Posted November 9, 2016

November is Alzheimer’s Awareness Month and you know that Knowledge is Power! Let us bring the facts and some answers to the forefront.
Alzheimers Awareness photo

How Alzheimer’s Awareness Can Make Everyday Life Easier

If you understand what a person with Alzheimer’s is experiencing, you will find it easier to empathize. Understanding that these symptoms are common among those who have AD may help you in knowing that you are not alone.

  • Eating – It is very common for those with AD to change their eating habits. Foods they once loved they may now say they dislike and foods they never ate may suddenly seem appealing. Alzheimer’s also affects their ability to understand/comprehend hunger, especially as the disease progresses.
  • Fears & Paranoia – Because of the way the brain processes things your loved one may experience unfound fears and paranoia that makes no sense to you. AD affects the brain and the way it processes thoughts.
  • Combativeness – Acting out in aggression can be very dangerous for everyone involved. This may happen with anyone and can often be very surprising. Unfortunately it’s something that happens often.

Tips to Battle the Symptoms Listed Above

These resources and ideas will help you when and if your loved one starts to have these common symptoms. Remember that one of the best ways to deal with Alzheimer’s on a daily basis is to find a senior living home that can keep them safe, active, and most of all comfortable. Senior Living Experts can help you find the right fit for your needs.

Help With Eating

A study by Boston University showed that the color of the plate used has a big affect on how well the Alzheimer’s patients ate. White plates seem to literally hide many foods from the view of the person; while brighter plates (in this case red) seemed to make people with AD eat more.
Other options to consider:

  1. Keep healthy, high protein snacks around for them to eat
  2. Don’t fight if they want to eat the same thing over & over
  3. Find better ways to prepare or add to their favorites in order to make them more protein filled & calorie rich if needed (adding protein powders, using drinks such as milk shakes made with real fruit & protein powder, etc.)
  4. Focus on snacking often as opposed to sitting down to large meal
  5. Keep meals simple with only 1 or 2 items as opposed to a table with many items on it

Helping Your Loved One with Fears, Paranoia, Delusions & Anxiety

While they may get upset, afraid and fearful for what seems like no real reason to you; remember that these fears and upsetting things are very real to your loved one. They also may begin to show signs of delusion.

  1. The article Coping With Paranoia & Delusions in Alzheimer’s from Very Well Magazine is very helpful in understanding why your loved one is acting and thinking in certain ways.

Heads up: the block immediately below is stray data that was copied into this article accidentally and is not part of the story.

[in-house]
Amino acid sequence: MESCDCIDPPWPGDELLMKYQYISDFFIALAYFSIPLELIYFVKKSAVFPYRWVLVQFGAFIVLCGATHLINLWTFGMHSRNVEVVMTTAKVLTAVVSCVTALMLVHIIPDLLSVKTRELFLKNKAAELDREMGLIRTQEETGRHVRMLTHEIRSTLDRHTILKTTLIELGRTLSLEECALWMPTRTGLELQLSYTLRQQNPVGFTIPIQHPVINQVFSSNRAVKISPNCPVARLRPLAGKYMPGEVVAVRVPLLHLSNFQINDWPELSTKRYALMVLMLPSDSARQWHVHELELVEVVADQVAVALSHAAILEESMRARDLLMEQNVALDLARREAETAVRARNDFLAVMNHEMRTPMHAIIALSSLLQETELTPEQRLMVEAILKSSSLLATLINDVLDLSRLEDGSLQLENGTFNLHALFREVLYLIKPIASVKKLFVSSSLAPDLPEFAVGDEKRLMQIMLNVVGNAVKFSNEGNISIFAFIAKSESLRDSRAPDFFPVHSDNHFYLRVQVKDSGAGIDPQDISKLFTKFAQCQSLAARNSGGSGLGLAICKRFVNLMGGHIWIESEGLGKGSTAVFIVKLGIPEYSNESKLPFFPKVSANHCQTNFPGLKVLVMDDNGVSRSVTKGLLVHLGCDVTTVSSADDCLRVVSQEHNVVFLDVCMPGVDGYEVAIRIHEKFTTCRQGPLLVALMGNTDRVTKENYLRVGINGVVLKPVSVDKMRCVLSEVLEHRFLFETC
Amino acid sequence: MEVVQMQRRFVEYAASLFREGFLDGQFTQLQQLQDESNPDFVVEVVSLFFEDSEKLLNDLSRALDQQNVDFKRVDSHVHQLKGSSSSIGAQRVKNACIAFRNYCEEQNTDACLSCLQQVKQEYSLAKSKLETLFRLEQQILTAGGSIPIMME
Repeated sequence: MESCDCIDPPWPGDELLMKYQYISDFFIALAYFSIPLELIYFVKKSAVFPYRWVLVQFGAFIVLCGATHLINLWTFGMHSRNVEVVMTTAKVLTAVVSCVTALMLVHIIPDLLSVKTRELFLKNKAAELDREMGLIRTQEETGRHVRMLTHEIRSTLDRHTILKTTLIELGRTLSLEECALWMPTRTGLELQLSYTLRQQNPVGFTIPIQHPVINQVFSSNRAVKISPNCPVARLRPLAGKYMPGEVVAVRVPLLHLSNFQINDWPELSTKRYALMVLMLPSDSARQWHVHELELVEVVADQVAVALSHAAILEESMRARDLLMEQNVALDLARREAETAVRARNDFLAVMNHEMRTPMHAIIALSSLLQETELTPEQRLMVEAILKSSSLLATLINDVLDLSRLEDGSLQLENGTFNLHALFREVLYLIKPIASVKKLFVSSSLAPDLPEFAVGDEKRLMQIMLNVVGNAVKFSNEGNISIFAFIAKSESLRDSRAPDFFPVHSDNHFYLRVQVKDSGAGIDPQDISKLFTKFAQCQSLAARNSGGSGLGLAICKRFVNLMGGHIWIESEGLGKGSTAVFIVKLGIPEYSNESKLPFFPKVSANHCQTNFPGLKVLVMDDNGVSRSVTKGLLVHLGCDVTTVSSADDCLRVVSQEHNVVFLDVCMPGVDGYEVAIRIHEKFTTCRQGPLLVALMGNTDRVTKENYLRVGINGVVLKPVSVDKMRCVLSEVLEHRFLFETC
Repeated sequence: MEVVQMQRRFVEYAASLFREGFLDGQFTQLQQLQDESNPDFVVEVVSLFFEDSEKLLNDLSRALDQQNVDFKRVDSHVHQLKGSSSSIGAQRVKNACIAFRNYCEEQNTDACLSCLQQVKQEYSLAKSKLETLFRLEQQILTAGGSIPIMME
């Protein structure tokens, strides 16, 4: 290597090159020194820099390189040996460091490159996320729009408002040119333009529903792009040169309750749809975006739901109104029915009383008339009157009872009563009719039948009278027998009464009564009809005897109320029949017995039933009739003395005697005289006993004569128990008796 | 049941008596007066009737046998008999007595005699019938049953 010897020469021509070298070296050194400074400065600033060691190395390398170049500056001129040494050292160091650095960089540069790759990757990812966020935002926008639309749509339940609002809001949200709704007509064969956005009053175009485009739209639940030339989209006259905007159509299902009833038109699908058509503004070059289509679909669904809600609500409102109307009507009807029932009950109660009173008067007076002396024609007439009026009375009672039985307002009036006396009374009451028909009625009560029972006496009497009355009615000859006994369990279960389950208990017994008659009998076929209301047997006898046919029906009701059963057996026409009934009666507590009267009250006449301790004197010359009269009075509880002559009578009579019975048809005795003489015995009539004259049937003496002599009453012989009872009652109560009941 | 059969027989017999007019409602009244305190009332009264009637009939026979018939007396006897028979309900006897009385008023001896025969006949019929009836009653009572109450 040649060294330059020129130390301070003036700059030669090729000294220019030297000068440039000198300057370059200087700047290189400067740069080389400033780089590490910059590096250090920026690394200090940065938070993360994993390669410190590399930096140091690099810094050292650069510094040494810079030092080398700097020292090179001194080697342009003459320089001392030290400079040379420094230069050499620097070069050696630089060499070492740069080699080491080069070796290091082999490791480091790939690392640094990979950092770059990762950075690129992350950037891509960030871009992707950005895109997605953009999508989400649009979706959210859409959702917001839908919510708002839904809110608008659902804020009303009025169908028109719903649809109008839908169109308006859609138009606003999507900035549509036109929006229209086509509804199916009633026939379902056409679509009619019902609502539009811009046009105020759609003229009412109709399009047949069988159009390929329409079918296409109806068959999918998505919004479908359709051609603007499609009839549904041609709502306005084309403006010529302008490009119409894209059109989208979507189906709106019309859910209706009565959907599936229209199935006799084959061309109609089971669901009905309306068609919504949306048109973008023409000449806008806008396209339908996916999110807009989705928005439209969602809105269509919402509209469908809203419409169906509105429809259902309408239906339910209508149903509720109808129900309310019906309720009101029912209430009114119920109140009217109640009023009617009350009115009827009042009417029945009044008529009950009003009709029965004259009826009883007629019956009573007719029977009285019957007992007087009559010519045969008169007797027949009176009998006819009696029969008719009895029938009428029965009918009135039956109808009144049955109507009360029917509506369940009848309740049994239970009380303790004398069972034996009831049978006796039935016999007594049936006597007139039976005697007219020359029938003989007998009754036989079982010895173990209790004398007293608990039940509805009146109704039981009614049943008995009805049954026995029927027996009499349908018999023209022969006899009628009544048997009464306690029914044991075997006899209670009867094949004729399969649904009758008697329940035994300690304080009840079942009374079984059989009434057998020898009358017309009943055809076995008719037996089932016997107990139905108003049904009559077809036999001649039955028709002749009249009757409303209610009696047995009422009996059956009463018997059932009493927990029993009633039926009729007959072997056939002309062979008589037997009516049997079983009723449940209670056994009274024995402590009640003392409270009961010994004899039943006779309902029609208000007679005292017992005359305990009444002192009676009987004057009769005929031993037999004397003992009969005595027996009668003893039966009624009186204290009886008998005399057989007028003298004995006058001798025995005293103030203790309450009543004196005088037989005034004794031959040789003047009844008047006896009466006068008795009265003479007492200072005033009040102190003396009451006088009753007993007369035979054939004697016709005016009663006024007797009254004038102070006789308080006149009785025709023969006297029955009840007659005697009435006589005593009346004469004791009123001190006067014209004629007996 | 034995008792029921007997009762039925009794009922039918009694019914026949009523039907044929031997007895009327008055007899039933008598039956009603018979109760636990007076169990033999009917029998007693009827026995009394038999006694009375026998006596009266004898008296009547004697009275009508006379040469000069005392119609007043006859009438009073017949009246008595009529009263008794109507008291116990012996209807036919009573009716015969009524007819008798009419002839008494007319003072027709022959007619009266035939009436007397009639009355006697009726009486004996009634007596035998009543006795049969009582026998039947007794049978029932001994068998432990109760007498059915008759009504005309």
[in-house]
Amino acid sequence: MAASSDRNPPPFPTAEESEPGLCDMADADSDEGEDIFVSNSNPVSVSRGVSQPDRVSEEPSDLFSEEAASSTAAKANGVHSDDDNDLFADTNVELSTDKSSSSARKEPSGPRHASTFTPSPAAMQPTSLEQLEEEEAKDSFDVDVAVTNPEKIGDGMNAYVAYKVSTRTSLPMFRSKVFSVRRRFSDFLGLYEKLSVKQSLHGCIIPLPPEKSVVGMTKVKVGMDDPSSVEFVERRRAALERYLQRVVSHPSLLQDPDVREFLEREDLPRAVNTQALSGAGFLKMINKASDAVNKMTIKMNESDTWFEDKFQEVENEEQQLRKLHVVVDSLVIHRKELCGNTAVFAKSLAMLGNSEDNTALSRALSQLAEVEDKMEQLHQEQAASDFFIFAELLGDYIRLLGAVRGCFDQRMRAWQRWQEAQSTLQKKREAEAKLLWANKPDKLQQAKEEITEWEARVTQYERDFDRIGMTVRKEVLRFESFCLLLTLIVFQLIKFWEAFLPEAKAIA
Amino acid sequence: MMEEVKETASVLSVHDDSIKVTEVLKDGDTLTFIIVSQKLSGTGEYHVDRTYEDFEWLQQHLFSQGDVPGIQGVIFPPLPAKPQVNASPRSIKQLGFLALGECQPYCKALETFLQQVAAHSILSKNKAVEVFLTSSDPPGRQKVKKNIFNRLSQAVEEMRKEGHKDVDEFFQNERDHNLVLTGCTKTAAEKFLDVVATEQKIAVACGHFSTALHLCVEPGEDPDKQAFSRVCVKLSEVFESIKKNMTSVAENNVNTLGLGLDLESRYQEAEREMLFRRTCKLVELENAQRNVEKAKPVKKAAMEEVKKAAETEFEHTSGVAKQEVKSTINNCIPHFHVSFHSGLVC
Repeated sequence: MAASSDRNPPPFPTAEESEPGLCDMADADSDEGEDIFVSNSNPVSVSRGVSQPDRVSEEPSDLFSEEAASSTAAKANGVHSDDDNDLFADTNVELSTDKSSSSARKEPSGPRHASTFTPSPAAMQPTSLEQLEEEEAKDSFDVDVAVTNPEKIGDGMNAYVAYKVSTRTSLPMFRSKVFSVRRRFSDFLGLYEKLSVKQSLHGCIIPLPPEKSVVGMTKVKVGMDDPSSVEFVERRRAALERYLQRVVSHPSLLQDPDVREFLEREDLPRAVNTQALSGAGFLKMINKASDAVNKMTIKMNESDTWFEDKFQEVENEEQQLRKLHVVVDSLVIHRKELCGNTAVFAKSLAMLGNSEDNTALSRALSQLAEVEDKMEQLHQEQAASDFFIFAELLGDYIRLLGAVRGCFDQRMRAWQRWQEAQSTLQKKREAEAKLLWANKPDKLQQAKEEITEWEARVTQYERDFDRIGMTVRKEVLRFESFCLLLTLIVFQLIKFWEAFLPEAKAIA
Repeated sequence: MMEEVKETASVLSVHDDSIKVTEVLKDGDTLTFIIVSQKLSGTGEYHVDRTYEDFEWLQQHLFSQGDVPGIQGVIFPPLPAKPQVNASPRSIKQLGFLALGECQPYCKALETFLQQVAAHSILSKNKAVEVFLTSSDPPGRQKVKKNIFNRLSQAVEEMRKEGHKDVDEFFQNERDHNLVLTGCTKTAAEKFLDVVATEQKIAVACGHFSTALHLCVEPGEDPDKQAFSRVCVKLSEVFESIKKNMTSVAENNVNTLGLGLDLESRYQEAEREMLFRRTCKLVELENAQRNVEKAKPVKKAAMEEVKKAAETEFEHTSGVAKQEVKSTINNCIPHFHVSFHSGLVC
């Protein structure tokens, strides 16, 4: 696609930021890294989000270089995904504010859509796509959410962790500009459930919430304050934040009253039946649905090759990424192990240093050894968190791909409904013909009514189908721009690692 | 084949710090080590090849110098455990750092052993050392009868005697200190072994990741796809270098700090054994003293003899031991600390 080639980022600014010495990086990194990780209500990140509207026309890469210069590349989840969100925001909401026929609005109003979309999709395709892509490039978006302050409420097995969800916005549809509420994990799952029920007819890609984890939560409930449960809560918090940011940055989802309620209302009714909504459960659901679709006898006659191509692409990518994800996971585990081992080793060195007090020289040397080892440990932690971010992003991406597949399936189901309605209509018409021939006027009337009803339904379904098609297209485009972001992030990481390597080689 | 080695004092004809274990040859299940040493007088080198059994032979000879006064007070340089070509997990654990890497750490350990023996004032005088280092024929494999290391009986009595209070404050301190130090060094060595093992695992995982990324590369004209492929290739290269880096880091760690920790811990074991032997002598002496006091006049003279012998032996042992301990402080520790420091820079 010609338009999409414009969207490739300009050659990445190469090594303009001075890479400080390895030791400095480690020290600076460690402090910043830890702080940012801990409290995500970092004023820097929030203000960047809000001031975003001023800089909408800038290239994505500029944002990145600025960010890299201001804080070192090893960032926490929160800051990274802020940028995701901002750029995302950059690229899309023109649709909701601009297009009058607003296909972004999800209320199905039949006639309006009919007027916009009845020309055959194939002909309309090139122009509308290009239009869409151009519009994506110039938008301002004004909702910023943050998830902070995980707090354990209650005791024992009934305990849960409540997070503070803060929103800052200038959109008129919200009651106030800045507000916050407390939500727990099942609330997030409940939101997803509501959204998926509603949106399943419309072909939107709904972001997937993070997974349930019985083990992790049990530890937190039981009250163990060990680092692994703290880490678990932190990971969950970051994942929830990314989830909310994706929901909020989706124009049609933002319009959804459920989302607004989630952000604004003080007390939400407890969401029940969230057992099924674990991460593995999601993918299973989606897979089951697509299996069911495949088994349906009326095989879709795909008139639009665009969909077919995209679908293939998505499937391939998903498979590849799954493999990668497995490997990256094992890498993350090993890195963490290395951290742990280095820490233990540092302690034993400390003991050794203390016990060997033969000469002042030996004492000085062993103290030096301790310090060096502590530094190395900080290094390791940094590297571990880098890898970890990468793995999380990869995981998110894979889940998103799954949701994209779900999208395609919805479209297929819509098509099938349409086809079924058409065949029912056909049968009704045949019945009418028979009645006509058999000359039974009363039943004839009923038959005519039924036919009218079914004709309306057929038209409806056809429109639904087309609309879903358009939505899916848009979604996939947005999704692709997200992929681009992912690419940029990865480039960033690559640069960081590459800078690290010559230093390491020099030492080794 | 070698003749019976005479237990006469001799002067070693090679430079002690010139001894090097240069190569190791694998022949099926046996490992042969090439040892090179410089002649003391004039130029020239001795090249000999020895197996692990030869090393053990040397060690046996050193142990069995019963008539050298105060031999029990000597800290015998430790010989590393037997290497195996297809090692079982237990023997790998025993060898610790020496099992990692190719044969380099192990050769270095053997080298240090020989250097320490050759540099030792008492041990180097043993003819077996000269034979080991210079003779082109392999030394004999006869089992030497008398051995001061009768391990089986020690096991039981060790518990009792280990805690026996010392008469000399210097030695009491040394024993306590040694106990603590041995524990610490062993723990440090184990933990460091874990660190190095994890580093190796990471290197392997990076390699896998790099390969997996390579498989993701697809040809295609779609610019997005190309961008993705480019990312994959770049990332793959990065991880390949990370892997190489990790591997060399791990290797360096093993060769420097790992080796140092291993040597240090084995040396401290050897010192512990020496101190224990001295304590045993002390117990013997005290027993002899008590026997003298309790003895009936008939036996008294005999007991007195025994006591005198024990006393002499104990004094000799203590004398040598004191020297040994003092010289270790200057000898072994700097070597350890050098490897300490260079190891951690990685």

2. Don’t argue with them if they aren’t remembering correctly. Instead try to change the subject.
  3. Delusions can begin to occur in the middle to end of the Alzheimer’s stages. The Alzheimer’s Association offers this information regarding delusions and fears.

When They Become Aggressive & Combative

Unfortunately becoming combative is quite common. It is especially important that signs of aggression be addressed immediately, before anyone is hurt.

  1. One of the best and safest ways to deal with an aggressive AD patient is to place them in an experienced environment that knows how to keep them safe. Senior Living Experts will help you find the place that fits your needs best while helping to keep you loved one as safe as possible.
  2. Never accept anger and aggressiveness as “okay” because it can cause very real physical danger to not only the person who is caring for the AD patient but also to the patient.
  3. These tips from the Alzheimer’s Association can be very helpful in how to respond to aggression from your loved one. It also addresses Alzheimer’s awareness as to what may be causing the anger and aggression.

Why Senior Living Experts Can Help

Let’s face it nobody wants to move their loved ones out of their home. However, there comes a time when you have to think about:

  • Comfort
  • Safety
  • Constant Care
  • Regular Medical Attendance
  • Quality of Life

While these things may have once been easy to find living at home; once a person has Alzheimer’s disease nothing is the same. Alzheimer’s awareness is one way to help you understand what your loved one is going through and helps you understand that there comes a time when your family is best served by a senior living facility.
 


Photo by Thomas Leuthard

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